Yes, in many cases a retailer can, indeed, be held liable for a defective product – at least if an injury or a death resulted. Some people would be surprised to learn that a retail outlet can be held liable for an injury caused by a dangerous product, even if it did not manufacture the product or have a chance to inspect it before it was sold. Yet, under many circumstances, you can hold a retail outlet liable for selling a product that injured you, even if you were not the purchaser.
Connecticut product liability law sets the standard by which someone who is injured by a defective product can hold a retailer (and certain other parties) liable for his injuries. There is more than one way to hold a retailer liable for an injury caused by a defective product. One way is through strict product liability theory.
Under strict product liability theory, you do not have to prove that the defendant was negligent to win your claim. Instead, you must prove that the product was defective (see below) and that it was “unreasonably dangerous.” Normally, unreasonable danger is established by referring to the reasonable expectations of the average consumer.
To win your claim, you must prove that the product possessed one of the following three types of defects:
It is possible to claim that the product possessed more than one of the foregoing types of defects.
Another way to hold a retailer liable for a defective product is by proving negligence on the part of the retailer. Under the right circumstances, you might win a negligence claim against a retailer even if the product itself was not defective at the time it entered the stream of commerce.
Direct retailer negligence can occur in a variety of ways. Perhaps, for example, a retailer continued to sell a certain item of food far beyond its “sell by” date, and you consequently developed food poisoning after eating it.
If a product is recalled by the Consumer Product Safety Commission (CPSC) due to a dangerous condition, the retailer will be notified. If it ignores the recall, continues to sell the product, and the product injures someone, the retailer could be held liable for negligence. Negligence might also be found if a retailer failed to comply with instructions from the CPSC to make reasonable efforts to warn consumers who have already purchased a dangerous product.
Suppose the product’s retailer goes bankrupt before you can file your claim. In that case you might still have options. Anyone in the chain of distribution of the product, for example, can be held liable for an injury caused by the product, even if they were not responsible for the product’s defect. In effect, these entities act as insurers for the safety of the products they deal with. Depending on the circumstances you might file a claim against:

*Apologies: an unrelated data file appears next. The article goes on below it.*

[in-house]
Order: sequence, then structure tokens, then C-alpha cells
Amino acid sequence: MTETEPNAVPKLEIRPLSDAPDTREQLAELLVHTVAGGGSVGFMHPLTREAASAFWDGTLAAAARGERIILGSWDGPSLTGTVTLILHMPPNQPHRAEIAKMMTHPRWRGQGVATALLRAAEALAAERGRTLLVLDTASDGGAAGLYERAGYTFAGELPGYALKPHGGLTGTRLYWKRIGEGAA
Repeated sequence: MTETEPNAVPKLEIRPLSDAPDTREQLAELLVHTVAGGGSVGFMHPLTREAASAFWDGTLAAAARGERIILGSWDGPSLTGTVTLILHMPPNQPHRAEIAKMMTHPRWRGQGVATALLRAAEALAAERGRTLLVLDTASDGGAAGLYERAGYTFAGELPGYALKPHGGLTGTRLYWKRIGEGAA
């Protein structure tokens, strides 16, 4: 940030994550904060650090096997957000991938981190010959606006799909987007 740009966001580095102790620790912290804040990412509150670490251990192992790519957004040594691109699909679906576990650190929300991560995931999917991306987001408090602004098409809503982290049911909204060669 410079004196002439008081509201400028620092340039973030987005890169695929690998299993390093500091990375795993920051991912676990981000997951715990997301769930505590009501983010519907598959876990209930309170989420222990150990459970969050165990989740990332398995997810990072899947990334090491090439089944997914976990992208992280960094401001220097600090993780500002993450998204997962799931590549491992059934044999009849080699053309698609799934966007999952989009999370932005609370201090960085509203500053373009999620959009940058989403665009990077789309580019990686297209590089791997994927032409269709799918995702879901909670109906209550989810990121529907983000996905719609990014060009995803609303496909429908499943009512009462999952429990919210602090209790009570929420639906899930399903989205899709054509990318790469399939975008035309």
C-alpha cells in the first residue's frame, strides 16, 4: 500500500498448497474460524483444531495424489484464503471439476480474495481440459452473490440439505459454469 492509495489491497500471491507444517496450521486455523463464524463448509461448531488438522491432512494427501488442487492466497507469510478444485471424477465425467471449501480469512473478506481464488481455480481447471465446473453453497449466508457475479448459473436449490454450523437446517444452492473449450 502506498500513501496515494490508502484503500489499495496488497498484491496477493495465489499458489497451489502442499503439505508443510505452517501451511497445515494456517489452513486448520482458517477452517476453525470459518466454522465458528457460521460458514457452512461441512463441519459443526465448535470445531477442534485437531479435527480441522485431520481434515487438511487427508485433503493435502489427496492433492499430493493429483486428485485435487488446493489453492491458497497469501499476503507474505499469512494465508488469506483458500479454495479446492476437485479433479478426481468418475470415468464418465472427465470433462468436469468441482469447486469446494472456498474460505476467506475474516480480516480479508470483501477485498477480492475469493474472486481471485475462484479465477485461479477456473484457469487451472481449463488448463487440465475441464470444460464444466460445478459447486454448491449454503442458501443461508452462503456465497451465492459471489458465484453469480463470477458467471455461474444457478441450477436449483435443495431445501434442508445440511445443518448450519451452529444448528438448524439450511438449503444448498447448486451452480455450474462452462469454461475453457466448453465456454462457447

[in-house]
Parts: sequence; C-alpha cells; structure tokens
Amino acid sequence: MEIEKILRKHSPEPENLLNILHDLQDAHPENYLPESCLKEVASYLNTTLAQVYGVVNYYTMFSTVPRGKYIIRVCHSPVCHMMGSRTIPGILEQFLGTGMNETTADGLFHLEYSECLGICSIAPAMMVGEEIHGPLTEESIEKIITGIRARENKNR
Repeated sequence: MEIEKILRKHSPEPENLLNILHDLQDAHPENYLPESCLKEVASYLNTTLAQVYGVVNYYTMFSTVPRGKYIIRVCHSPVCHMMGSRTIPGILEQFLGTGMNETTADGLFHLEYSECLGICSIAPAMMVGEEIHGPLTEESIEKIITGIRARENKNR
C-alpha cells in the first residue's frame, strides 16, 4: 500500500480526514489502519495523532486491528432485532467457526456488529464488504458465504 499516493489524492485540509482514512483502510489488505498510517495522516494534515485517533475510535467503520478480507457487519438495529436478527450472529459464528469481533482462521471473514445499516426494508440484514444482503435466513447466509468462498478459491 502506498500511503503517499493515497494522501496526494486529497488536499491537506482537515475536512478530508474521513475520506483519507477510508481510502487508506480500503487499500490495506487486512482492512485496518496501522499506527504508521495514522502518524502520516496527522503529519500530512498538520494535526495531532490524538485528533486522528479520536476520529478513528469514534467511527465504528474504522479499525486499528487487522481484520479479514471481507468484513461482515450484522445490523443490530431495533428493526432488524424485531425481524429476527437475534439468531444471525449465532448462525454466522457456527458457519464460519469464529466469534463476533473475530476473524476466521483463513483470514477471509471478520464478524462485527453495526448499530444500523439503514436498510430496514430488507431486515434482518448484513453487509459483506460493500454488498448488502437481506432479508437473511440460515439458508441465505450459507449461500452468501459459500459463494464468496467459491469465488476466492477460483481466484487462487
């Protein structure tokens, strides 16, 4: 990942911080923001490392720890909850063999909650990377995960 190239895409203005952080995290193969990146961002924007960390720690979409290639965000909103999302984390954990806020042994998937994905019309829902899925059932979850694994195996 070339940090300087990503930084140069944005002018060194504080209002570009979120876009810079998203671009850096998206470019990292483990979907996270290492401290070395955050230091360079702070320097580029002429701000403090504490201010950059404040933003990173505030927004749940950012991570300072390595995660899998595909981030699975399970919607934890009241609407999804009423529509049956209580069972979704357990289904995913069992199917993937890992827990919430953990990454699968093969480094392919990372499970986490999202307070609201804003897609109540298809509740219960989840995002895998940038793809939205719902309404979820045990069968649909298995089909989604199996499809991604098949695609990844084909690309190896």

The foregoing list is not necessarily exhaustive, and a good product liability lawyer will know how to find the most appropriate defendant or defendants in your lawsuit.
If you suffered a personal injury that was caused by a defective product, you are likely to be entitled to a lot more than simple reimbursement for your medical bills. Did you miss work because of your injury, for example? What about the pain and suffering that you endured? Compensation for pain and suffering alone is often calculated at several times the amount awarded for medical expenses.
In certain cases, even punitive damages are possible, although Connecticut law strictly limits the amount of punitive damages that are available in product liability cases.
Tragically, sometimes people are killed by defective products (defective brake drums in an automobile, for example). Although a deceased victim cannot maintain a personal injury claim against a retailer, the executor or administrator of the victim’s probate estate can initiate a wrongful death claim. The executor or administrator is appointed by the probate court and is typically a close family member nominated in the victim’s last will and testament.
The compensation award can be large, and it might include components such as:
Every state imposes time limitations on filing civil lawsuits for damages. The reason for this is that evidence tends to deteriorate as time passes – witness memories fade or they move out of state, documentation is lost, etc. Connecticut’s statute of limitations for products liability sets strict deadlines for filing a lawsuit, and if you miss the applicable deadline, your claim will probably become worthless.
Generally speaking, the deadline for a product liability lawsuit is three years after the date of the injury or death caused by the product, but no later than ten years after the date of the retailer’s last possession or control of the product in question. Since some of these deadlines can be extended under limited circumstances, it is best to consult with a products liability lawyer to determine how Connecticut products liability law applies to the facts of your particular case.
If you have been injured by a defective product or if your loved one was killed by a defective product, you might be entitled to sizeable compensation. Nevertheless, product liability claims can get complex, and you are likely to need legal assistance. It’s not just a matter of winning, it’s a matter of how much you win.
Contact Berkowitz Hanna today to schedule a free case evaluation by calling us or contacting us online. We serve clients from all over Connecticut from our offices in Stamford, Bridgeport, Danbury and Shelton. And remember: your legal bill will be zero unless we win your claim.